Enterprise Initiatives

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I wrote a post a week ago about lessons learned from the Dot-Com bust. In the 1990's, startups were a dime a dozen and VC money was flowing endlessly. Back then, startups were requiring huge sums of money just to get their infrastructure in place. Many of these companies could not afford the initial funding to build scalability into their infrastructure...a huge risk!

Now it's 2008 and VC money isn't as easy to come by, especially at the enormous amounts we saw in the Dot-Com days. The challenge many startups have is keeping the company small to control costs, but at the same time quickly bringing a product or service to market. These two goals can conflict. One approach is to limit your startup costs in your initial infrastructure build out by outsourcing your infrastructure needs to a PaaS (Platform as a Service) provider. This meets both objectives; control costs and quicker deployment. Let's discuss how.

Control Costs
On the surface, the cost of infrastructure in the cloud may sound very expensive. But let's not get stuck on the "sticker price". Instead, let's talk about total cost of ownership (TCO). If I am running a new startup with the requirements of hosting web based products or services that require 99% uptime, the startup costs are huge. Here is a short list of things I would have to shell out money for:

  • Servers
  • Routers
  • Firewalls
  • Software licenses
  • Load balancers
  • Lease or buy data center floor space
  • Business continuity and disaster recovery capabilities
  • Data storage devices
  • Cooling
  • Operations and Systems Administration personnel
  • Capital funds for the projects to put all of this infrastructure in place
The PaaS approach, often called utility computing, allows you to run your infrastructure as a collection of virtual machines at world class data centers strategically located in several locations across the globe. In addition, their core competency is in providing reliable, secure, and scalable infrastructure. Companies tend to invest heavily in their core competencies and excel at it. For many startups, infrastructure is a necessary evil, not a company wide focus. So don't look at the sticker price, look at the TCO.

Quicker to Market
In addition to all of these costs, the time it takes for a new team of people to assemble all of this infrastructure is not minimal. For startups who stick to standards and refrain from using proprietary technology solutions, they can have their infrastructure up and running in the cloud in just a few weeks or even days. The PaaS providers will say hours, but I am including the time it takes the company to validate and tweak the environment accordingly. Here are some of the time killers that can be avoided:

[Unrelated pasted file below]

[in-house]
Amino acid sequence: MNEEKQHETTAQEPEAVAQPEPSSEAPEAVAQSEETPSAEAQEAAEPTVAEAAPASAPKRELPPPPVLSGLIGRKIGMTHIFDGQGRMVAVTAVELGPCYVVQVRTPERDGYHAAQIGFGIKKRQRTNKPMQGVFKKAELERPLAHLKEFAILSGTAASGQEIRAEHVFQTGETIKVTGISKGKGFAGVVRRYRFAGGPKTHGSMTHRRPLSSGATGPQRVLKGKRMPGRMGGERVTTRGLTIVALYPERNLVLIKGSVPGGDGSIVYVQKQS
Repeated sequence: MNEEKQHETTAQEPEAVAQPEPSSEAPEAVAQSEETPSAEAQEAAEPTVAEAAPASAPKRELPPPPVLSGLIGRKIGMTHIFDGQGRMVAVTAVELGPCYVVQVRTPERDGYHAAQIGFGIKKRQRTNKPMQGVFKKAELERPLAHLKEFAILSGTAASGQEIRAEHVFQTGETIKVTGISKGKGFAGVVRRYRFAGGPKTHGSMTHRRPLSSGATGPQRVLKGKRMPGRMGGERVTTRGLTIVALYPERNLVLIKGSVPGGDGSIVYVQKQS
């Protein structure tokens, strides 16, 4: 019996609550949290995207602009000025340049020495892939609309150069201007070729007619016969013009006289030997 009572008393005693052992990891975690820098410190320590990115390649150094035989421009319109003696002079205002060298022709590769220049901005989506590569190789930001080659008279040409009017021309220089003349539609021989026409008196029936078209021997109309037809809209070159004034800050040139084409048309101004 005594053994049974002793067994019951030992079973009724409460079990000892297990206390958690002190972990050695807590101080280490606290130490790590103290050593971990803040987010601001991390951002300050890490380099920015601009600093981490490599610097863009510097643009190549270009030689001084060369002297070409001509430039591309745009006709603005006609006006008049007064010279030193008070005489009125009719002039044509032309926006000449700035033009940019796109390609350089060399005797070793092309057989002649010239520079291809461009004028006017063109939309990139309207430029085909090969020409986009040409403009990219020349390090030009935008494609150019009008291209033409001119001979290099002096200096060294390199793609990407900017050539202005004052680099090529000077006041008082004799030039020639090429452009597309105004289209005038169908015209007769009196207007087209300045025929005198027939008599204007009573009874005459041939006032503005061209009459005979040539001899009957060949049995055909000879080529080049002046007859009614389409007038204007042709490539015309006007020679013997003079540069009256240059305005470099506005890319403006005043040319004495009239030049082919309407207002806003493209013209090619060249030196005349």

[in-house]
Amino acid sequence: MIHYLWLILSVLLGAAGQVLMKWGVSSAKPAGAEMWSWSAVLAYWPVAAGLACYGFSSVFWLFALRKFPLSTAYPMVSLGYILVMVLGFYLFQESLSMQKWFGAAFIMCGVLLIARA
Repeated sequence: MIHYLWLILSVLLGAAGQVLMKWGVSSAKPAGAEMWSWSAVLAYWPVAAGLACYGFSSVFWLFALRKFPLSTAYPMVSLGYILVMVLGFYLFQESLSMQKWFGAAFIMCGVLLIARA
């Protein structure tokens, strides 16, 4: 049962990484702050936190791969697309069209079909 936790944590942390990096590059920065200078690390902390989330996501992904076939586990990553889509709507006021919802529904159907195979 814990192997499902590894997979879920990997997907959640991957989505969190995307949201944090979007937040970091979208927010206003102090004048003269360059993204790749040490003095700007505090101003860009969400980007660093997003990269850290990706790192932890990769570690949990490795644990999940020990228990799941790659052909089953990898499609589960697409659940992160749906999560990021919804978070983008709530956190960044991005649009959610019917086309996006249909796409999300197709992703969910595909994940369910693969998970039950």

• Long vendor assessment initiatives for the various hardware and software vendors
  • Multiple procurement processes for each vendor
  • Multiple hardware and software installations
  • Recruiting and hiring costs coupled with ongoing payroll costs
  • Leasing or purchasing of real estate for datacenter(s)
  • Time and costs for telecommunications and security efforts
Most startups strive to minimize the size of their staff. This is especially true in the early days when it might be a while before the company is cash flow positive. PaaS doesn't eliminate the need for full time employees but it does greatly reduce it.

One thing that I am not saying is that security doesn't matter. It matters more then ever when you outsource your data management. What I am saying is that you don't need to invest the time and money upfront to build out a highly secure infrastructure. Instead, you need to do a thorough vendor evaluation and choose the best provider to meet your infrastructure requirements. Then you have to manage your vendor and ensure that all of your agreed upon SLAs are being met.

Startups better suited for PaaS then established companies
Startups have a huge advantage over companies that have been around a while. It is much easier to start in the clouds then it is to move legacy systems and infrastructure into the clouds. I wrote a post on CIO.com last week about how SOA can get you to the clouds quicker. Startups who can see the benefits of cloud computing should take a service-oriented approach in the development of their products and services. The more abstract and loosely coupled their software is, the more agile and flexible they will become. It will also allow them to switch PaaS providers if they are not getting the level of service or support that they want. Another advantage is it can allow the startup to actually leverage two PaaS providers to eliminate the risk of downtime in case one provider fails. Having this option gives a startup the ability to load balance across PaaS vendors and send the majority of the traffic to the lower cost provider. I haven't seen this done but it is a great opportunity to use leverage on the vendors.

In summary, startups can reduce their upfront costs of infrastructure and staff by starting in the cloud. Long term (5 to 10 years), PaaS or utility computing will likely be the norm. So get a head start and launch in the clouds today. Focus on your core competency while your competition continues to spend millions to keep the lights on.


  1. JohnnyV  

    i definitely agree with your points on PaaS. What I find shocking, is how many startups aren't even aware of it, and take advantage

  2. UK Business Lists  

    You are certainly right with your thoughts.

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